Aging of tissue specific stem and progenitor cells has been proposed to be the central cause of altered tissue function and diminished regenerative capacity in the elderly. Within the hematopoietic system, the consequences of aging are unbalanced within disparate lineages and their progenitors. In particular, the production of lymphocytes is markedly reduced in the elderly, while the myeloid compartment is thought to be relatively unperturbed. Our research has defined a molecular basis for these dichotomous effects of aging on the hematopoietic system and determined that aging and tumor suppression are mechanistically linked processes. We determined that two genes, p16Ink4a and Arf, are preferentially expressed in lymphoid lineage cells with age. Through both gain and loss of function approaches, we demonstrated that the accumulation of these proteins in lymphoid progenitors underlies their age-related declines in proliferative potential and survival, establishing p16Ink4a and Arf as both biomarkers and effectors of lymphoid lineage aging and senescence. While most studies of immune system aging focus on the effects on functional immunity, this work examined the effects of aging on the development of hematological malignancies, which have disparate manifestations in children and adults. We established that the increased expression of p16Ink4a and Arf, both potent tumor suppressors, conferred upon aged lymphoid progenitors an increased resistance to malignant transformation. These findings provide a molecular basis for the well known clinical phenomenon that lymphoid leukemias, although common in children, do not typically present in adults. These findings may have significant therapeutic implications. First, we demonstrated that inhibiting expression of p16Ink4a and Arf, either by ectopic expression of the polycomb gene Bmi-1 or a specifically targeted shRNA, completely reversed the anti-proliferative effects of aging in lymphoid lineage progenitors. Our data thus identify p16Ink4a and Arf as therapeutic targets whose inhibition may promote tissue regeneration and rejuvenation of the depressed immune system in elderly patients. Second, our findings provide new understanding of the genetics of human cancer. In particular, they suggest why the Ink4a/Arf locus is frequently deleted in lymphoid but not myeloid leukemias. Since p16Ink4a and Arf are not expressed in the myeloid lineage, their deletion would confer no growth benefit to myeloid tumors. However, the deletion of p16Ink4a and Arf in lymphoid lineage cells where they are highly expressed would be greatly advantageous to tumor development. Taken together, these findings establish a genetic basis for the preferential and severe effects of aging on lymphopoiesis and demonstrate that aging and tumor suppression are mechanistically linked processes. The determination that tumor suppressors have concurrent pleiotropic effects in aging and cancer provide significant insight into the development and etiology of human malignancies and therapeutic insights into strategies for promoting regenerative medicine.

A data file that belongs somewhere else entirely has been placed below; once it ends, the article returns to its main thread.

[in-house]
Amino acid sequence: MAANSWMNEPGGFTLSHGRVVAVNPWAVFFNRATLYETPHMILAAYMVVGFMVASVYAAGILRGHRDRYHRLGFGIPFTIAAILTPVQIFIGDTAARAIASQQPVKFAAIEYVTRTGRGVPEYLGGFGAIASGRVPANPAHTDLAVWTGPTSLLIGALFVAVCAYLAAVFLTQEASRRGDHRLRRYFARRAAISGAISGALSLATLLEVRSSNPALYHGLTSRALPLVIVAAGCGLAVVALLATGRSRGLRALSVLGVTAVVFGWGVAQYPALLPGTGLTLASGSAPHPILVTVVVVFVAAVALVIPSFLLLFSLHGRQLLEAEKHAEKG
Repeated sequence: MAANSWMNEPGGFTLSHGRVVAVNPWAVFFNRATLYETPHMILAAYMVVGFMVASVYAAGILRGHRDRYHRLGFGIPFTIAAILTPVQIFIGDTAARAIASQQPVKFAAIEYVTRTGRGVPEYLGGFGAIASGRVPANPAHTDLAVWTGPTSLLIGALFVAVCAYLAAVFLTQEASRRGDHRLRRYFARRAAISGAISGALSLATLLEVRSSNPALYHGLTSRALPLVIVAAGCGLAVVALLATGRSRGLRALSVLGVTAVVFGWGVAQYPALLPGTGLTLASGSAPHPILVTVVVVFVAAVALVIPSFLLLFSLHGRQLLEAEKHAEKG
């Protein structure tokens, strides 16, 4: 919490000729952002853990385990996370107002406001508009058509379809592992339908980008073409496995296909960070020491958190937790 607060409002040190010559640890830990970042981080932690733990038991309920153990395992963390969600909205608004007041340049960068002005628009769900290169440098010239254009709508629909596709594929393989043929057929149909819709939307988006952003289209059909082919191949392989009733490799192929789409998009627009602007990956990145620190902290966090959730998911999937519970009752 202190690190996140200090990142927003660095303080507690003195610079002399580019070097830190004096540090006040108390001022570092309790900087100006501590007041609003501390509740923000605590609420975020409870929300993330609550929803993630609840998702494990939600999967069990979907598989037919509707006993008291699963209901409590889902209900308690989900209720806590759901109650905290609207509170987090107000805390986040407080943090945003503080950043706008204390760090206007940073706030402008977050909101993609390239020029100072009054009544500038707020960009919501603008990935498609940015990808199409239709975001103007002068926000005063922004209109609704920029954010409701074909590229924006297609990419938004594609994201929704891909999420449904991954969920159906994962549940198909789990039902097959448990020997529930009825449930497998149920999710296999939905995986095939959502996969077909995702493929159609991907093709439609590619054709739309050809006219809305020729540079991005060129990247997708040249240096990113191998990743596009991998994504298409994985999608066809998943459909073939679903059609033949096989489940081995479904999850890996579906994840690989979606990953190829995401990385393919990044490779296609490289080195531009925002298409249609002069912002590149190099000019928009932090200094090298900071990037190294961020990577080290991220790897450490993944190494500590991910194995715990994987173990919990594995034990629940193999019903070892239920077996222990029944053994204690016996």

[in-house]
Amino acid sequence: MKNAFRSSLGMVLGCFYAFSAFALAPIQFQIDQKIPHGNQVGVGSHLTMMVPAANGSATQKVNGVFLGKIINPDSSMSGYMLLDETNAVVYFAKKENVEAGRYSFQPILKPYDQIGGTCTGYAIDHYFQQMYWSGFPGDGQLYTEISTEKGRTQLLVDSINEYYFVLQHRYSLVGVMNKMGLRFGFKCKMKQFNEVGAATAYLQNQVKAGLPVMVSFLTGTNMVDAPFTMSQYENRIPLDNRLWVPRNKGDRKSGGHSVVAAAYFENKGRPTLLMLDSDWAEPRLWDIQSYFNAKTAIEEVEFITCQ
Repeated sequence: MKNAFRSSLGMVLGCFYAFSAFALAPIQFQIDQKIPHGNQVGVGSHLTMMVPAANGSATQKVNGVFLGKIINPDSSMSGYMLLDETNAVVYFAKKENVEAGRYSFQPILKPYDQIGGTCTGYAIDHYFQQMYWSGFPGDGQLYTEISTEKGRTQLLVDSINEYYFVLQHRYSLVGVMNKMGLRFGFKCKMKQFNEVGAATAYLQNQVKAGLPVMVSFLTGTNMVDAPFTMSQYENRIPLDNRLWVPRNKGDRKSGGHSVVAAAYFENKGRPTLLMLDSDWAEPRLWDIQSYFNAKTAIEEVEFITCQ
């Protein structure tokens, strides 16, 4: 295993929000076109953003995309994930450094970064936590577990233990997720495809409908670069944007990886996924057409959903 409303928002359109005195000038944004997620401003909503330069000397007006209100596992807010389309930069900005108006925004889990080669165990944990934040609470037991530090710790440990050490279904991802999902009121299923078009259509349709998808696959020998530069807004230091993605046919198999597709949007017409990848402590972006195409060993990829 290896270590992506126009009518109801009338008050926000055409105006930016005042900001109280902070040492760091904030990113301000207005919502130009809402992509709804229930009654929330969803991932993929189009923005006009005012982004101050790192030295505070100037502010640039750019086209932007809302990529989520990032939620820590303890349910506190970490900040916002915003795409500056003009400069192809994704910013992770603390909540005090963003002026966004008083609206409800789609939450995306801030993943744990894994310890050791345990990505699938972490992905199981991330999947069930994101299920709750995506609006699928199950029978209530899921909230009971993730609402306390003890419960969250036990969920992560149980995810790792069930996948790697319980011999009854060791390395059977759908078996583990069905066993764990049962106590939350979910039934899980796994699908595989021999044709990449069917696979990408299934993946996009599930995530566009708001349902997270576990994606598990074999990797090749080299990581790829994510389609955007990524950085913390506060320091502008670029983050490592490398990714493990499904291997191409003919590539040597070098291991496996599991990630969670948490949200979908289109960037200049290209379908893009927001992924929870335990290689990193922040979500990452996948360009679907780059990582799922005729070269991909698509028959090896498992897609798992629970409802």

The production of B lymphocytes begins to decline steadily early in adult life and is severely compromised in the elderly. This occurrence has been attributed to intrinsic defects in early hematopoietic progenitors and B cell precursors as well as to microenvironmental changes in aged bone marrow. The aim of this review is to present an overview of B lymphocyte senescence and its underlying causes and to discuss its impact on immune function and leukemogenesis in aged individuals.